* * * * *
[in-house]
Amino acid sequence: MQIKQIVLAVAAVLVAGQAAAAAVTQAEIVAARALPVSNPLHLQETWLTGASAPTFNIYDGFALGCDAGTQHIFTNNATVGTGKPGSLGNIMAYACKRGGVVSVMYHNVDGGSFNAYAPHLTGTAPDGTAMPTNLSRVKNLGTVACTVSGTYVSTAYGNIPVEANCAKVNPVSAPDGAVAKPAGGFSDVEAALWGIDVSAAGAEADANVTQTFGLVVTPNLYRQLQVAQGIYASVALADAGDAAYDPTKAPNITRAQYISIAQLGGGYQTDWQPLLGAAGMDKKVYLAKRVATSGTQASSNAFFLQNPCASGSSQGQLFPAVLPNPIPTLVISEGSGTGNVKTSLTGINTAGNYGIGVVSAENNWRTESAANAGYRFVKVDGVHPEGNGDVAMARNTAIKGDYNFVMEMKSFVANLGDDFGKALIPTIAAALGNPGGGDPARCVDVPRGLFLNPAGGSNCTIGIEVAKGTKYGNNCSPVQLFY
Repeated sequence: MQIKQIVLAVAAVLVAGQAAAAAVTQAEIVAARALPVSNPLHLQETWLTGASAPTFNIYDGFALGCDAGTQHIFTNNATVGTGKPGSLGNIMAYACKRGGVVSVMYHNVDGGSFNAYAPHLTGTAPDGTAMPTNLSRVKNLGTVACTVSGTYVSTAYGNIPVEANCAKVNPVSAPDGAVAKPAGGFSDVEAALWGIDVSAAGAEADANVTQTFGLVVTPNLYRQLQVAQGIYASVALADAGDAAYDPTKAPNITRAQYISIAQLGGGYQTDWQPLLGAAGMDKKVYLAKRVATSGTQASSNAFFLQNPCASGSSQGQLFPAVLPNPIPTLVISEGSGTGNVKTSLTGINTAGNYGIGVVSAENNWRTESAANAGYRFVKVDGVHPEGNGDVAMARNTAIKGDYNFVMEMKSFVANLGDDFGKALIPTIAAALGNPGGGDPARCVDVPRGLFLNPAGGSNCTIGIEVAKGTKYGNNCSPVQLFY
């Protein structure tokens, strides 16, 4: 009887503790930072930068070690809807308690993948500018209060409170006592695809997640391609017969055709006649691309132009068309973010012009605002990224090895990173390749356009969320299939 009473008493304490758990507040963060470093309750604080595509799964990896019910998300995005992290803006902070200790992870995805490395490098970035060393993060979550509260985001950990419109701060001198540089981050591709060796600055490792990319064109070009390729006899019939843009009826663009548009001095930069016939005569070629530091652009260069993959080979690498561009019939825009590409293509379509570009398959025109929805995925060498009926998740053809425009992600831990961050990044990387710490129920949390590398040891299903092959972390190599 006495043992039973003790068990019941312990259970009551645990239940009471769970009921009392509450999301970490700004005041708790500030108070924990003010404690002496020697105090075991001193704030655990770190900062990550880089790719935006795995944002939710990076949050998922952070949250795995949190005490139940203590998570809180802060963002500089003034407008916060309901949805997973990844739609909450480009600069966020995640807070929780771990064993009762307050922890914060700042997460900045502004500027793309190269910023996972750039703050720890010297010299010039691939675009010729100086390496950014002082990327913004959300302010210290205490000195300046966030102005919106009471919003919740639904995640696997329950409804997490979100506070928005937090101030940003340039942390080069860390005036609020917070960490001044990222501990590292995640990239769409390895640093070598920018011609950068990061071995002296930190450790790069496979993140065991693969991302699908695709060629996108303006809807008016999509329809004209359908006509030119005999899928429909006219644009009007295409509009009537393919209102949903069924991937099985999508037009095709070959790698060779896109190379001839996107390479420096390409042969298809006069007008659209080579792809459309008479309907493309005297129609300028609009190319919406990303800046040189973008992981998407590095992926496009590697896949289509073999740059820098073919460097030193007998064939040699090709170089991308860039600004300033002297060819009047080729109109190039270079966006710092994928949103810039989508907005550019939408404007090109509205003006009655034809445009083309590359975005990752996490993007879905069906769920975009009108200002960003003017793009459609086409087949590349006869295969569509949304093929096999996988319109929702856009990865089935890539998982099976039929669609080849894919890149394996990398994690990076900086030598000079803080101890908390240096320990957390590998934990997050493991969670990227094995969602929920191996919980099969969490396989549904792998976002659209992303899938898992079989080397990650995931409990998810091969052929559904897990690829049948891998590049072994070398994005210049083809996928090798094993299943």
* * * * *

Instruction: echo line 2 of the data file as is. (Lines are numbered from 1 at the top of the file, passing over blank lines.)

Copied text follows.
Amino acid sequence: MQIKQIVLAVAAVLVAGQAAAAAVTQAEIVAARALPVSNPLHLQETWLTGASAPTFNIYDGFALGCDAGTQHIFTNNATVGTGKPGSLGNIMAYACKRGGVVSVMYHNVDGGSFNAYAPHLTGTAPDGTAMPTNLSRVKNLGTVACTVSGTYVSTAYGNIPVEANCAKVNPVSAPDGAVAKPAGGFSDVEAALWGIDVSAAGAEADANVTQTFGLVVTPNLYRQLQVAQGIYASVALADAGDAAYDPTKAPNITRAQYISIAQLGGGYQTDWQPLLGAAGMDKKVYLAKRVATSGTQASSNAFFLQNPCASGSSQGQLFPAVLPNPIPTLVISEGSGTGNVKTSLTGINTAGNYGIGVVSAENNWRTESAANAGYRFVKVDGVHPEGNGDVAMARNTAIKGDYNFVMEMKSFVANLGDDFGKALIPTIAAALGNPGGGDPARCVDVPRGLFLNPAGGSNCTIGIEVAKGTKYGNNCSPVQLFY